Cup – a poem by Alfred Fournier


Someone whose cup is full has no need. 
Nothing new can be poured into them.
Someone whose cup is dry is thirsty, 
grateful and accepting of whatever rain comes.

Let this be no delicate shower. 
Let it be the storm that pummeled Noah—
a flood to drown a world				
of preconceptions.

Let it hoist the spirit on wild swells of trust,
creaking arc, wondrously alive—
scratching, slithering, whinnying,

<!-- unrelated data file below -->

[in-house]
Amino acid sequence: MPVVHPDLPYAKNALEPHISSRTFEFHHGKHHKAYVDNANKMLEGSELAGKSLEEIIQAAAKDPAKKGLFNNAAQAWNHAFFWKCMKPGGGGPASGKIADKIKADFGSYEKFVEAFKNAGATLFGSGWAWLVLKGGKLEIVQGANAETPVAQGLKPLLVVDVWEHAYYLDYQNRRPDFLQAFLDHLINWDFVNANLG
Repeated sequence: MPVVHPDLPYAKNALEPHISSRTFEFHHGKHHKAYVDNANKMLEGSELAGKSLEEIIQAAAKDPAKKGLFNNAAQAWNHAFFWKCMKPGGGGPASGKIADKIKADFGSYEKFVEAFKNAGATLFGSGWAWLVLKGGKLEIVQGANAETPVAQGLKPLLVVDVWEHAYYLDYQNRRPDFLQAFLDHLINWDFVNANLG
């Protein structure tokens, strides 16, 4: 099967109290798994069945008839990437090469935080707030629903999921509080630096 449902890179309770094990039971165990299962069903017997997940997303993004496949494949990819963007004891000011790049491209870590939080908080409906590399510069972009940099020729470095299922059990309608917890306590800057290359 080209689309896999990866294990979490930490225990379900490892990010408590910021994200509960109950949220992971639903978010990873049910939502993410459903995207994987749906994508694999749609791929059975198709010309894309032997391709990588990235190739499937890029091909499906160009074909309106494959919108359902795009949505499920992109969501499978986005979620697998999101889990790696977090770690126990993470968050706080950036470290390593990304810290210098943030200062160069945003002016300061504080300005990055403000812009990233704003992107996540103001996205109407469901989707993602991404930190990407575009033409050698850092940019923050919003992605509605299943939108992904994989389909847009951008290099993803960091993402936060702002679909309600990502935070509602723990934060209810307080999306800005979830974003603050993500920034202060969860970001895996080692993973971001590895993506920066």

with a host of marvelous beasts. 

What one can do in this universe is small.
What might be achieved
with open heart and diligent hands			
is enormous and sacred.

If God can be found, let Him be found in art.
Let Him be found in service, a readiness to act,
and in the sensual pleasures of sun on vine after rain.
Bird returning with the tiniest of twigs.

Alfred Fournier is a writer and community volunteer living in Phoenix, Arizona. His poems have appeared in Plainsongs, The Main Street Rag, Third Wednesday, Kind Writers, Ocotillo Review and elsewhere.

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